Wednesday, October 21, 2015

a rainy day

by jean-claude etranger

illustrated by roy dismas

editorial consultant: Prof. Dan Leo

jeanette had left the window open, the breeze gently moved the lace curtains, and the rain fell softly on the persian rug.

when clement came home for lunch, he was furious to find that the lace curtains were billowing in the breeze, and that the rain was falling on the persian rug.

he became doubly enraged when, placing his keys on the teak table inside the oak door, he heard the sounds of henriette, the maid , making love with her boy friend upstairs in the master bedroom.

where was jeanette? clement decided he would deal with her later.

controlling his fury, he crossed the kitchen floor, almost slipping on some water which had leaked in from the drawing room where the window had been left open, and descended the cellar stairs in search of his riding crop, with which he was determined to give the saucy baggage and her fancy man a sound thrashing.

clement realized only too well that things had changed since his grandfather the duke’s time, but there were still amenities to be observed.

reaching the foot of the cellar stairs, clement was surprised by a gigantic purple python, which promptly devoured him.

the rain continued to fall through the window of the drawing room on to the persian rug, gradually flowing into the kitchen, and into the hallway under the teak table on which clement had placed his keys, as the python digested clement.

upstairs in the master bedroom, henriette and the boy friend, a worthless fellow who lived off women and had never done an honest day’s work in his life, paused in their lovemaking to light cigarettes.

“i had better open a window,” mused henriette. “or madame will notice the smell of smoke when she returns.”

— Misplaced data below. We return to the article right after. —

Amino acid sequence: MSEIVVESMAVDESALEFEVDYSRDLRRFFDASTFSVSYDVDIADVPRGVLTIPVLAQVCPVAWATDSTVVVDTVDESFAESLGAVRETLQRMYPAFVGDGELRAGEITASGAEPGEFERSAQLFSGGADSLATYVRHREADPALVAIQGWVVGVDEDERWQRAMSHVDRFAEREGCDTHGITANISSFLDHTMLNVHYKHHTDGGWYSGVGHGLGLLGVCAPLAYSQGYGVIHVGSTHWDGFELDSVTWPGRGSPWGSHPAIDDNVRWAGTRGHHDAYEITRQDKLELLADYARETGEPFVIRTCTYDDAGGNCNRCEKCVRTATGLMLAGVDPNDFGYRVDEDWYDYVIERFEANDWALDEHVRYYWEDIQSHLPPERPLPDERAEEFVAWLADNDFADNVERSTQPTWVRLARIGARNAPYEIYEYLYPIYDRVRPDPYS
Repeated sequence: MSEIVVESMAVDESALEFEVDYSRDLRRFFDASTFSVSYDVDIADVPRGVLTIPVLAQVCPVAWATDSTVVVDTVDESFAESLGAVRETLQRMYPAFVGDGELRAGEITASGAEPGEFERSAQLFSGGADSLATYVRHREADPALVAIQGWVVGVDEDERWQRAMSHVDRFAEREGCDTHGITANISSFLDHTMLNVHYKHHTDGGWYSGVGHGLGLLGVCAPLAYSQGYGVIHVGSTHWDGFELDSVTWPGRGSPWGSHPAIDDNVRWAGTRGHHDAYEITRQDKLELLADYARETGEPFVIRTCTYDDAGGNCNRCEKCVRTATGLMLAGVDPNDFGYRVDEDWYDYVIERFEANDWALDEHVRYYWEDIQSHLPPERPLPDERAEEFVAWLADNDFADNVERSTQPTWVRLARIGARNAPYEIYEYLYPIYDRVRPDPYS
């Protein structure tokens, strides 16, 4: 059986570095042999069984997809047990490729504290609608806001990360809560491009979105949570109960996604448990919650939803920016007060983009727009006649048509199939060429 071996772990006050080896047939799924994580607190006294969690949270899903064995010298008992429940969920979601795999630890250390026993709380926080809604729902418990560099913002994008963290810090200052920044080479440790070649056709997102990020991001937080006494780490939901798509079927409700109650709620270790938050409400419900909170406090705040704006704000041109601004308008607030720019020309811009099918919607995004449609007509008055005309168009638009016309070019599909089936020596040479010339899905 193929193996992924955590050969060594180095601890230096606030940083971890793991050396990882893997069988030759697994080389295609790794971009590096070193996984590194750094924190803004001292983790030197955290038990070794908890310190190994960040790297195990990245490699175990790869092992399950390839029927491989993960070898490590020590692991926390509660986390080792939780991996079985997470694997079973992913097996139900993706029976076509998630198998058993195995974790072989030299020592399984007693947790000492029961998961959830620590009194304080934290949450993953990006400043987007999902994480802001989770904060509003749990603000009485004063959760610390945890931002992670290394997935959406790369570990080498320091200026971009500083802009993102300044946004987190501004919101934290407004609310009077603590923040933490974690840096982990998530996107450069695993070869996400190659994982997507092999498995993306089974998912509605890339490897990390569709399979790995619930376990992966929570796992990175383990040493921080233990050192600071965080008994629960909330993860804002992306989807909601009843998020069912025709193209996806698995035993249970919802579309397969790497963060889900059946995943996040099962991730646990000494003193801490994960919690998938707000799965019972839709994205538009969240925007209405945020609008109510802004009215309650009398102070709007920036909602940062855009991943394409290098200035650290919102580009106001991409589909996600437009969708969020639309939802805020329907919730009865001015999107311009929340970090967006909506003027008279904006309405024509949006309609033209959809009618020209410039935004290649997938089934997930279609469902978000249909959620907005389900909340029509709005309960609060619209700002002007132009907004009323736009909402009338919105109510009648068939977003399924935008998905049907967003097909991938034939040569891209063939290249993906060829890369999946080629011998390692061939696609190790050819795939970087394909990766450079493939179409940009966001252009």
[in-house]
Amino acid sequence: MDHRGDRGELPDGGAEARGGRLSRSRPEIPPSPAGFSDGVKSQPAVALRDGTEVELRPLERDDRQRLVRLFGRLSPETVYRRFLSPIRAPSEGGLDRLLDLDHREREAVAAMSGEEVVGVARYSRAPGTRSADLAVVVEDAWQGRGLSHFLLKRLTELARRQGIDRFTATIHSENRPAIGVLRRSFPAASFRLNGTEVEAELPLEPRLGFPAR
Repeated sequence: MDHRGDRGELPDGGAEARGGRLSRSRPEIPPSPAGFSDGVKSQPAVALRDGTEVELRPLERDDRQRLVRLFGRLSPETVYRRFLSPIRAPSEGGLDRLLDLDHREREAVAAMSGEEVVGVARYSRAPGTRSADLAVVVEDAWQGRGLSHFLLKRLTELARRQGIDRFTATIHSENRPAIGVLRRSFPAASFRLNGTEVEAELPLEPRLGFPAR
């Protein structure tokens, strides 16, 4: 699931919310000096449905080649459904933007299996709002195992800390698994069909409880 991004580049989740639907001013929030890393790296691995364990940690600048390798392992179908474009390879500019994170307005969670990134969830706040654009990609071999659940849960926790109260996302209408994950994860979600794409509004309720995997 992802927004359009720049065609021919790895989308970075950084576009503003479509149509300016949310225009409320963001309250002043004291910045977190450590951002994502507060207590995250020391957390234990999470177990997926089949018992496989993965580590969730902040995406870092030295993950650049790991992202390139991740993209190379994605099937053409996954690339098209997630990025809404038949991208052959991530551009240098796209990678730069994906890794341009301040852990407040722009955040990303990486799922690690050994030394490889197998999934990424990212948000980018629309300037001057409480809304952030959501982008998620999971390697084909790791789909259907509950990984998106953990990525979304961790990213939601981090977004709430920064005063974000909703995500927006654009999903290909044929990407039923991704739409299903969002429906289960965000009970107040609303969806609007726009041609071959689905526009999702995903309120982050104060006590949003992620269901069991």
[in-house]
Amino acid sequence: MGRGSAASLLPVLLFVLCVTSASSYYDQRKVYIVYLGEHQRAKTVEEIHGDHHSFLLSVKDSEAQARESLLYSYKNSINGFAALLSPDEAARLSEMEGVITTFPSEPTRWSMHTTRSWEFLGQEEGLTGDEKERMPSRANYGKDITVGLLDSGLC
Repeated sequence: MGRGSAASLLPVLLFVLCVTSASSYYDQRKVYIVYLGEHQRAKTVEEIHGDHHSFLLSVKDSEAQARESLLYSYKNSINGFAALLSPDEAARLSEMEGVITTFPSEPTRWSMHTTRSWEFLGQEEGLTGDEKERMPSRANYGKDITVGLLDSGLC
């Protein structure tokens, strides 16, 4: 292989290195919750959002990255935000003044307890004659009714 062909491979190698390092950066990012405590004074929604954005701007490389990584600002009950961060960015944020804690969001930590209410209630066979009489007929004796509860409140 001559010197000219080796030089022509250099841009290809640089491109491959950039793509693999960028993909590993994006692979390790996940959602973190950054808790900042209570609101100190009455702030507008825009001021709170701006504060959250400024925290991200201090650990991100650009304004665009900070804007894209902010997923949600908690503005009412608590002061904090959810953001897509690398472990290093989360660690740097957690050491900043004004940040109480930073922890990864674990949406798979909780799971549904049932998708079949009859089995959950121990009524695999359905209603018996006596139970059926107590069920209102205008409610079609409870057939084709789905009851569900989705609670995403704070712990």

“suit yourself,“ the boy friend replied languidly.

“listen!” henriette exclaimed , as she wrapped herself in a shawl and headed toward the window, “do you hear something?”

“only the sound of the rain, cheri.”

“i am not so sure,” henriette replied. she opened a window and a sudden gust of wind and rain burst into the room, overturning a framed photograph on the mantel of the fireplace.

the photograph was an old black and white one, of clement’s grandfather, the duke, standing on a pier with a pipe in his mouth, smiling determinedly but with his habitual furrowed brow, into the camera.

behind the duke a yacht rode gently at anchor in the mediterranean sunlight.

“listen!” henriette cried again, after picking up the photograph - which fortunately had not been cracked or damaged - from the bedroom floor and placing it back on the mantel, “there is the sound again!”

“it is only the wind, which you have so foolishly let in.”

“no, it is something else! something coming up the stairs!”

it was the python, which had finished digesting clement and had come up the stairs and entered the ground floor through the open kitchen door.

finding nothing in the kitchen, the drawing room, the library, or the dining room, the python was making its way up the stairs to the bedrooms.

henriette opened the bedroom door a crack and peered down the stairs.

“a python!” she exclaimed.

the boy friend did not wait to hear more. quickly gathering his shoes and clothes, he was out the window and down the old sycamore tree outside the window, not pausing to listen to henriette’s anguished cries as the python wrapped itself around her pale slender body.

“what a pretty fellow” thought madame duquesne, the nearest neighbor, as she happened to look out her window and saw the boy friend running past in the rain with his clothes in his arms.

later that afternoon, the python was seen making its leisurely way across the village square by madame claudette martin, who was driving her two daughters to their dancing class, and she promptly notified the authorities.

when jeanette arrived home she found the house in a shambles, for besides devouring clement and henriette, the large python had overturned and damaged many of the oldest and most valuable chairs and tables and bookcases, a number of which had been in clement’s family for centuries.

jeanette was well nigh inconsolable. “this is all my fault,” she kept repeating to her friend celeste, with whom she had been gossiping all afternoon in the coffee shop at the mall.

“these things happen,” celeste assured her. “they are fate. they are written in the stars.”

they were seated at the kitchen table, holding hands. police were tramping through the house with their cameras and notebooks attempting to determine the details of the tragedy.

flashbulbs kept going off, each new one causing jeanette to jump in her chair.

“all is lost!” jeanette cried. “lost!”


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